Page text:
Before Michel, Lourie, and Gajarsa, Circuit Judges.
The opinion of the court was delivered by: Per Curiam.
Patricia A. Anthony seeks review of the final decision of the Merit Systems Protection Board (Board), Docket No. AT-0752-96-0482-B-1, sustaining the denial of her petition for enforcement of a settlement agreement that resolved her appeal of a removal action from the Department of Justice (agency). Because the settlement agreement is valid and the agency is in full compliance, we affirm.
On March 22, 1996, Ms. Anthony was removed from her position as a Correctional Treatment Specialist at a federal prison in Montgomery, Alabama for failing to carry out supervisory instructions. Ms. Anthony appealed the removal. While the appeal was pending and while represented by counsel, she entered into a settlement agreement with the agency on July 24, 1996, agreeing to resign no later than October 20, 1996 and to withdraw her appeal challenging her removal. The administrative Judge (AJ) found that the agreement was "lawful on its face and appears to have been freely reached by the parties ... [and] reflects that the parties understand its terms." The AJ entered the agreement into the record for enforcement purposes.
Ms. Anthony petitioned for review of the AJ's decision and moved to reopen the case, challenging the validity of and the agency's compliance with the settlement agreement. The Board reiterated the AJ's determination that the settlement agreement was valid, *fn1 but remanded to the regional office for investigation of Ms. Anthony's allegations of noncompliance as a petition for enforcement. Upon review, the AJ found the agency in full compliance with the settlement agreement and denied the petition for enforcement. However, on review, the Board determined that sufficient new evidence existed to warrant remand to the AJ as to the agency's compliance with two provisions of the settlement agreement. *fn2 As for validity, the Board determined that Ms. Anthony's claim that the settlement agreement was an "abuse of process" was first raised in her petition for review and was thus untimely. Moreover, the Board held that, even if this argument was timely raised, Ms. Anthony "is precluded from contesting the validity of the settlement agreement because the settlement agreement ha[d] previously been found to be valid."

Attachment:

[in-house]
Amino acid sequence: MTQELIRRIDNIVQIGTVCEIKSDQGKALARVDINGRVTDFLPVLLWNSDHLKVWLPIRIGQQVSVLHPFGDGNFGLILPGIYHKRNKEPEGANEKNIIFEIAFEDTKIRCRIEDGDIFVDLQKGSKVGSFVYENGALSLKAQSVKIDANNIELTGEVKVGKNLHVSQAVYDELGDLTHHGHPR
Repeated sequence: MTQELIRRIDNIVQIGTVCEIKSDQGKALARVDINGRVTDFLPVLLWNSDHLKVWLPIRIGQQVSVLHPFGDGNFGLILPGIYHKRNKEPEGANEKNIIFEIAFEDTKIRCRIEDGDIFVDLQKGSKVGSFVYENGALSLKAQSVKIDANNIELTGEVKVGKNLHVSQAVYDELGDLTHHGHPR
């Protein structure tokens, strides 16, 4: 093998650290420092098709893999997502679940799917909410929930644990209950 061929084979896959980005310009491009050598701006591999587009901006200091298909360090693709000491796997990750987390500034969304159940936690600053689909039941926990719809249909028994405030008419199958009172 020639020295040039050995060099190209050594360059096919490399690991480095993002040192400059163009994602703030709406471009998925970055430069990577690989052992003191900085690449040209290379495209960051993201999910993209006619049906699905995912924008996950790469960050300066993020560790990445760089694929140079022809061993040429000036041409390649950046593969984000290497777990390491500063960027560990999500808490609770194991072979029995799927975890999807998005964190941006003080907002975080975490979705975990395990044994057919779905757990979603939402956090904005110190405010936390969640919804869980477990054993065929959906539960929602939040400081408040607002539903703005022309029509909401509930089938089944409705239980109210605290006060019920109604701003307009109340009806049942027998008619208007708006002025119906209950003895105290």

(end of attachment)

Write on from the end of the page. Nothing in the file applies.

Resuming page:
On remand, the AJ issued two orders directing the parties to respond and provide evidence regarding the remanded issues of noncompliance. The AJ determined that the agency had fully complied with the settlement agreement. *fn3 Ms. Anthony filed a petition for review of the AJ's decision with the Board, challenging the underlying removal action as discriminatory as well as the agency's compliance with the settlement agreement. The initial decision became final when the Board determined that Ms. Anthony's petition for review did not meet the criteria for review under 5 C.F.R. § 1201.115 (1997). See 5 C.F.R. § 1201.113(b) (1997). This appeal followed.
The decision of the Board must be affirmed unless it is found to be "(1) arbitrary, capricious, an abuse of discretion, or otherwise not in accordance with law; (2) obtained without procedures required by law, rule, or regulation having been followed; or (3) unsupported by substantial evidence." 5 U.S.C. § 7703(c) (1994).
On appeal, Ms. Anthony challenges the propriety of the underlying March 22, 1996 removal action and the Board's failure to consider allegedly new evidence bearing on that removal, the validity of the settlement agreement, and the agency's compliance with the settlement agreement.
As an initial matter, Ms. Anthony cannot now challenge the propriety of the underlying removal action once she entered into the settlement agreement. See Asberry v. United States Postal Serv., 692 F.2d 1378, 1380 (Fed. Cir. 1982). Thus, Ms. Anthony's arguments relating to the agency's "discriminatory" treatment of her that led to her removal are irrelevant to this appeal which involves only review of the validity of and the agency's compliance with the settlement agreement. Moreover, Ms. Anthony's challenge to the Board's failure to adhere to the "Civil Rights Act Title VII" is similarly improper, not only because it relates to the underlying removal action, but also because Ms. Anthony averred in her appeal to this court that the appeal did not involve issues of discrimination over which this court ...